Disproportionate Number of Traffic Deaths Occur on Rural Roads: Report
Government highway safety officials are warning about the increased risks associated with auto accidents in rural areas, where occupants are more likely to speed and less likely to wear seat belts, resulting in high traffic deaths rates than are seen in urban counties.
A new report (PDF) was issued this month by the Governor’s Highway Safety Association (GHSA), indicating that while only 19% of the population lives in rural areas, these roadways account for nearly half of all traffic deaths in the U.S.
Despite advancements in vehicle safety, U.S. National Highway Safety Administration (NHTSA) officials have recorded consecutive increases in overall car accident deaths over the last several years, with 33,244 fatalities in 2019, 38,824 in 2020, and 42,915 in 2021.
While there are several reasons for the rise in fatal vehicle accidents, behavioral factors such as not wearing seatbelts, distracted driving and speeding continue to remain high on the list, causing thousands of deaths and serious injuries to pedestrians, cyclists and motor vehicle occupants annually.
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In this new report, researchers examined data from the National Highway Traffic Safety Administration’s Fatality Analysis Reporting System (FARS) and found 85,002 people were killed in rural road crashes between 2106 and 2020. The risk of dying in a crash on a rural road was 62% higher when compared to an urban road for the same trip length, the researchers found.
GHSA researchers suggest the disparity is due to a combination of factors, such as lack of safety resources, poor emergency response times and open roads that allow the opportunity for riskier driving behaviors.
The majority of the crash deaths occurred on open roads, rather than at intersections. Of the 85,002 rural road deaths, 71,634 occurred on open roadways compared to 13,138 occurring at intersections. Single driver road departures or head on collisions were found to be the top contributing crash types, accounting for 47,082 of all fatal crash types.
The report indicates that a lack of seatbelt use was the leading behavioral culprit for fatal crashes, with 58% of the motor vehicle occupants killed on rural roadways not wearing a seatbelt at the time of the accident. Additional leading factors to rural roadway deaths included impaired driving, speeding and distractions; data which may explain the high rates of road departures and head-on collisions.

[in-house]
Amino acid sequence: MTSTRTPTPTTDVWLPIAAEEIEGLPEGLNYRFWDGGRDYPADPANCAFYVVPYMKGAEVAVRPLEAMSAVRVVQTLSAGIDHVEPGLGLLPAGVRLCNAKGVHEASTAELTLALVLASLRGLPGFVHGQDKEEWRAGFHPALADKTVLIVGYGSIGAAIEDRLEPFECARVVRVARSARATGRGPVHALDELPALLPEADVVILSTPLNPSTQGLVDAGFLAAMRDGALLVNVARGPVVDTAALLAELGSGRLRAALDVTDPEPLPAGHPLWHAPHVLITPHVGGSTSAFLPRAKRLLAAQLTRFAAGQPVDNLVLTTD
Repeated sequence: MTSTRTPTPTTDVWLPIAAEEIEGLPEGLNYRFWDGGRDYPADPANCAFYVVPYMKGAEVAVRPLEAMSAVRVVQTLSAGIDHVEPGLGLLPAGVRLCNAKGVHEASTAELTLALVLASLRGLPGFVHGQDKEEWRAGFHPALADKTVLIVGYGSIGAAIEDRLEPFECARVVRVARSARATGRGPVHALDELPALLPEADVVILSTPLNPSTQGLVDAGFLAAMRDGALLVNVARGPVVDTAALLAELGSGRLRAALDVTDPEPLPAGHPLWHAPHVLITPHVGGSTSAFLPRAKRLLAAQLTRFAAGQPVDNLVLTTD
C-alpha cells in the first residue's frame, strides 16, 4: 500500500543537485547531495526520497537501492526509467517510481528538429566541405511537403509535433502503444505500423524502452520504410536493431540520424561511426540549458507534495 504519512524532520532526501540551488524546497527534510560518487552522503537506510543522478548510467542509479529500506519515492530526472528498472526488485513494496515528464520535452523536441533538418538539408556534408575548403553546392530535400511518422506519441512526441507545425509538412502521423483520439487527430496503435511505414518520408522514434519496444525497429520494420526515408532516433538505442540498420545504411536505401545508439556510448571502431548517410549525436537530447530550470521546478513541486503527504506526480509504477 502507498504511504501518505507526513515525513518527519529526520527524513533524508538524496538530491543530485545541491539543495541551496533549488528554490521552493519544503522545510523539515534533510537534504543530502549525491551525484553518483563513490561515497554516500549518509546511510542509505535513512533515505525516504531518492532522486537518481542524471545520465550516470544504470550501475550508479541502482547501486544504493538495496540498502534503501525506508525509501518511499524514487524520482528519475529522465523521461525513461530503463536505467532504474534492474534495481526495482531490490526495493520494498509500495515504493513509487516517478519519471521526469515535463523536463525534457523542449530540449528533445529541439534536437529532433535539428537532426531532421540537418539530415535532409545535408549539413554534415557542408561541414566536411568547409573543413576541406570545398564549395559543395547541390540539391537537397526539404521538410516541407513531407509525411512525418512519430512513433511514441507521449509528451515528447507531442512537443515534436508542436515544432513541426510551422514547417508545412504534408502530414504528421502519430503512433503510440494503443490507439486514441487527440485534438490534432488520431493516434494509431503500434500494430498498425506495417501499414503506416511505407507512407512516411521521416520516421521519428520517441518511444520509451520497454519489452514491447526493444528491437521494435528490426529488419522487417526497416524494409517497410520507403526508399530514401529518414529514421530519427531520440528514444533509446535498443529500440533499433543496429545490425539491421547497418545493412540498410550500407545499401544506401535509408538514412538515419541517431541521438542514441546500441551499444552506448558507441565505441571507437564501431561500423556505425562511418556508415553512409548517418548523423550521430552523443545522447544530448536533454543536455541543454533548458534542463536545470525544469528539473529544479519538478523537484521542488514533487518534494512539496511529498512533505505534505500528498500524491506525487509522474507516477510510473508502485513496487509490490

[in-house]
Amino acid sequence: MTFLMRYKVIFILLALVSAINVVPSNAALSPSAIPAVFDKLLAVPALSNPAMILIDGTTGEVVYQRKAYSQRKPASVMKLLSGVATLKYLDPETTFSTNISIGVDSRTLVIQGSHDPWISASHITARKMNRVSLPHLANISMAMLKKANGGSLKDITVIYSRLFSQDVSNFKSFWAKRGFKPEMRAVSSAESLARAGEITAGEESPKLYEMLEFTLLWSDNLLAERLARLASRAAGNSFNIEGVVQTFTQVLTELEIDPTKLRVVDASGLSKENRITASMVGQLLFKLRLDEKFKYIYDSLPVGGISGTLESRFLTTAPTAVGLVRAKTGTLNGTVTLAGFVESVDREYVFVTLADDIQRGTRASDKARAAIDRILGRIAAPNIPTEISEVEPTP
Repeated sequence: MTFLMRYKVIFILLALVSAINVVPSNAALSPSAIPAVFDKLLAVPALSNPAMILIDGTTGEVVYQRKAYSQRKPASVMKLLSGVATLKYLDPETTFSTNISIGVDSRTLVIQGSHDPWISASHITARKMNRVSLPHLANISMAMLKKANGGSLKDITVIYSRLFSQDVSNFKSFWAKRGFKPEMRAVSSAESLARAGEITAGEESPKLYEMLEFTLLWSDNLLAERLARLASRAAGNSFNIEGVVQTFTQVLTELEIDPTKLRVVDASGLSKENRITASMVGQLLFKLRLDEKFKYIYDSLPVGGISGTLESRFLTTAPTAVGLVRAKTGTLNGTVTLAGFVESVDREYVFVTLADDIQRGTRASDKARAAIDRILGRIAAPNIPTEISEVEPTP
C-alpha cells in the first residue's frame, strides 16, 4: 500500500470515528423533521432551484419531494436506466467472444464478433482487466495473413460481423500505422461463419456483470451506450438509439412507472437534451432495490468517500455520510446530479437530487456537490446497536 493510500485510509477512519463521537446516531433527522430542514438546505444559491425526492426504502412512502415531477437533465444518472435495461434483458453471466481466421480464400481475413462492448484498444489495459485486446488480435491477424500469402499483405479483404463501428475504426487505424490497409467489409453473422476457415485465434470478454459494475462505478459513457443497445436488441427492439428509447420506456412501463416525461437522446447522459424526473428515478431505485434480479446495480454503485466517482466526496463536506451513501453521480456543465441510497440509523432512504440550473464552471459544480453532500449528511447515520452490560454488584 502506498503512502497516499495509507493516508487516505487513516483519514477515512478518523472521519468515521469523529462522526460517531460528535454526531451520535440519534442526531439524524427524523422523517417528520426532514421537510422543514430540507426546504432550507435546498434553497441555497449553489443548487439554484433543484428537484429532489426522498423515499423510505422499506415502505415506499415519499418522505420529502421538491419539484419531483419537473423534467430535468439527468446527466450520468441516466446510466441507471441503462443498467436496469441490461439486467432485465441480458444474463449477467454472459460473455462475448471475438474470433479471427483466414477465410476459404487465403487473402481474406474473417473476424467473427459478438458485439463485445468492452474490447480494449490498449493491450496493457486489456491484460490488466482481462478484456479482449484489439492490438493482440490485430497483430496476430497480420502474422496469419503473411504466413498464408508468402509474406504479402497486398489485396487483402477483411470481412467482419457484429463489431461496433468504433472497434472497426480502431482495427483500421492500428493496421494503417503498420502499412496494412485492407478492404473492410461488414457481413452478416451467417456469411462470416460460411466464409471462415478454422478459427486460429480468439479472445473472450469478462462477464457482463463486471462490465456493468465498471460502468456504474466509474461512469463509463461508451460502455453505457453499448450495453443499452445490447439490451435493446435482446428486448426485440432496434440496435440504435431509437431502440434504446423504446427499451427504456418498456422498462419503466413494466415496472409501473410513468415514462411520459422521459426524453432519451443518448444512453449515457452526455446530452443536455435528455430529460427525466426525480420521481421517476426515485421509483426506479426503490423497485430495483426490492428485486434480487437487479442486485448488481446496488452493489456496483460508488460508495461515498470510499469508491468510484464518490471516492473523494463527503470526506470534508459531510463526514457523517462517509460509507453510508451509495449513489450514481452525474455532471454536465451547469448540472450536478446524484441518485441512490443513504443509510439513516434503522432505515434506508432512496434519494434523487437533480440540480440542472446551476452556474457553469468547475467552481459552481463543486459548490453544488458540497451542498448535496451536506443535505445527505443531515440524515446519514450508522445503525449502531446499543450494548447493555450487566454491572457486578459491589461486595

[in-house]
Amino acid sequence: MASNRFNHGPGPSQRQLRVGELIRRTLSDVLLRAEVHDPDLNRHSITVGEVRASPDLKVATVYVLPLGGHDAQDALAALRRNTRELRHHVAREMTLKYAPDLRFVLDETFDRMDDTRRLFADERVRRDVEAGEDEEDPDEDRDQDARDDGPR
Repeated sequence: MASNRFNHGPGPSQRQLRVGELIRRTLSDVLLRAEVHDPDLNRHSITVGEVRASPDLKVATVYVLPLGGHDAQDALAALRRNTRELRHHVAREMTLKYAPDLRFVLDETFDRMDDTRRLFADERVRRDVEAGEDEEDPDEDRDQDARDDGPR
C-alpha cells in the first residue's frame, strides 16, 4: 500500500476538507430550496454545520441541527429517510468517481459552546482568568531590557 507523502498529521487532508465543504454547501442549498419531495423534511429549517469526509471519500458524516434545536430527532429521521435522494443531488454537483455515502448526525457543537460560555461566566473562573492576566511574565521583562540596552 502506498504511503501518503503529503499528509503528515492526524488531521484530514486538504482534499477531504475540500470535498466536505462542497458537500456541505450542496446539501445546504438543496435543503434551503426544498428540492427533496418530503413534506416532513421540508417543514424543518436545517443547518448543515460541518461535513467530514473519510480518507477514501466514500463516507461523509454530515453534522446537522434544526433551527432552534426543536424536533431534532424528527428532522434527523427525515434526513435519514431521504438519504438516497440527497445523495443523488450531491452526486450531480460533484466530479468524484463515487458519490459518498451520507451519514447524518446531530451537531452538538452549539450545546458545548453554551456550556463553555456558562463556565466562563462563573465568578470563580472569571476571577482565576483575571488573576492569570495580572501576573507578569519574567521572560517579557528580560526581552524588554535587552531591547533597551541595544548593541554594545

Men were more than twice as likely to be killed in rural accidents as women. Specifically, young white males between their late teens and early twenties were found to be at the highest risk. Researchers also found on the opposite end of the spectrum, elderly adults age 65 years and older accounted for 21% of these car crash deaths, while only making up 19% of the rural population.
Traffic Death Rates Increasing In Recent Years
The NHTSA released a report late last month of the early estimates of traffic fatalities for the first quarter of 2022, finding that at least 29 states reported increases over the first quarter of 2021.
The report found at least 9,560 deaths from motor vehicle traffic crashes in the first quarter of 2022, which is a 7% increase over the 8,935 fatalities projected for the same quarter in 2021. According to the newest estimates, 2022 may be on track for yet another consecutive increase in motor vehicle deaths.
While the causes of these increased auto accident deaths were not identified in the report, officials noted several states saw particularly significant increases; with Delaware seeing a 163.2% increase, a 62.5% increase in the District of Columbia, a 37.6% increase in New York and a 51.2% increase in North Carolina.
Pedestrian accident deaths have been a special topic of focus in recent years, as rates of pedestrian deaths caused by motor vehicle collisions have increased sharply. The Governors Highway Safety Association (GHSA) released a pedestrian fatality report last year finding that for year-over-year comparisons, pedestrian deaths from traffic accidents increased by 4.8% in 2020.
The number of pedestrian fatalities skyrocketed by the beginning of 2022, with a total of 7,485 people struck by vehicles while walking in 2021, which is the most in a single year in four decades.
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